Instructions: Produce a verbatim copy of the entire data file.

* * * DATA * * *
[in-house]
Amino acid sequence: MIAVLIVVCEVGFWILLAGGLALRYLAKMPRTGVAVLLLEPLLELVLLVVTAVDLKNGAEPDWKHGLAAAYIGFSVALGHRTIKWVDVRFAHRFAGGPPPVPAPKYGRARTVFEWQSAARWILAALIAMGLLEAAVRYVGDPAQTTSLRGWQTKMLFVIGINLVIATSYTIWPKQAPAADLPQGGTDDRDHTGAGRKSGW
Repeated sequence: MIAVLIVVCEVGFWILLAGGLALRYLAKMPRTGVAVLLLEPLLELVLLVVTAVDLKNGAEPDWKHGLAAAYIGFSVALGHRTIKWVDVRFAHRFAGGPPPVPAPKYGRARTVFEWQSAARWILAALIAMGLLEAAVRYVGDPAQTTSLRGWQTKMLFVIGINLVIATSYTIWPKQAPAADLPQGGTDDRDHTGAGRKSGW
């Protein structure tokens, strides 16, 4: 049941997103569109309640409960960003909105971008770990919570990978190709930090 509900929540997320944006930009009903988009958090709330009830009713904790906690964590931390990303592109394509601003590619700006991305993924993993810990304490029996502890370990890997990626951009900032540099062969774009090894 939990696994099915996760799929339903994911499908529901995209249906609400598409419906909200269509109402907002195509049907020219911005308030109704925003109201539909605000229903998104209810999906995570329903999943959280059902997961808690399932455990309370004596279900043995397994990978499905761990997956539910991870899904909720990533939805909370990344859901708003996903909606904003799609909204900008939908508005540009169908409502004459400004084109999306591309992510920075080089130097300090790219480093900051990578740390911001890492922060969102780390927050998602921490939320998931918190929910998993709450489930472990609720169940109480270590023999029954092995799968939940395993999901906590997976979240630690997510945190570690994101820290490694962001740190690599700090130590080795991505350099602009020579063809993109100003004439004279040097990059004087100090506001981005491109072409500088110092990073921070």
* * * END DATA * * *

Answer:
[in-house]
Amino acid sequence: MIAVLIVVCEVGFWILLAGGLALRYLAKMPRTGVAVLLLEPLLELVLLVVTAVDLKNGAEPDWKHGLAAAYIGFSVALGHRTIKWVDVRFAHRFAGGPPPVPAPKYGRARTVFEWQSAARWILAALIAMGLLEAAVRYVGDPAQTTSLRGWQTKMLFVIGINLVIATSYTIWPKQAPAADLPQGGTDDRDHTGAGRKSGW
Repeated sequence: MIAVLIVVCEVGFWILLAGGLALRYLAKMPRTGVAVLLLEPLLELVLLVVTAVDLKNGAEPDWKHGLAAAYIGFSVALGHRTIKWVDVRFAHRFAGGPPPVPAPKYGRARTVFEWQSAARWILAALIAMGLLEAAVRYVGDPAQTTSLRGWQTKMLFVIGINLVIATSYTIWPKQAPAADLPQGGTDDRDHTGAGRKSGW
């Protein structure tokens, strides 16, 4: 049941997103569109309640409960960003909105971008770990919570990978190709930090 509900929540997320944006930009009903988009958090709330009830009713904790906690964590931390990303592109394509601003590619700006991305993924993993810990304490029996502890370990890997990626951009900032540099062969774009090894 939990696994099915996760799929339903994911499908529901995209249906609400598409419906909200269509109402907002195509049907020219911005308030109704925003109201539909605000229903998104209810999906995570329903999943959280059902997961808690399932455990309370004596279900043995397994990978499905761990997956539910991870899904909720990533939805909370990344859901708003996903909606904003799609909204900008939908508005540009169908409502004459400004084109999306591309992510920075080089130097300090790219480093900051990578740390911001890492922060969102780390927050998602921490939320998931918190929910998993709450489930472990609720169940109480270590023999029954092995799968939940395993999901906590997976979240630690997510945190570690994101820290490694962001740190690599700090130590080795991505350099602009020579063809993109100003004439004279040097990059004087100090506001981005491109072409500088110092990073921070």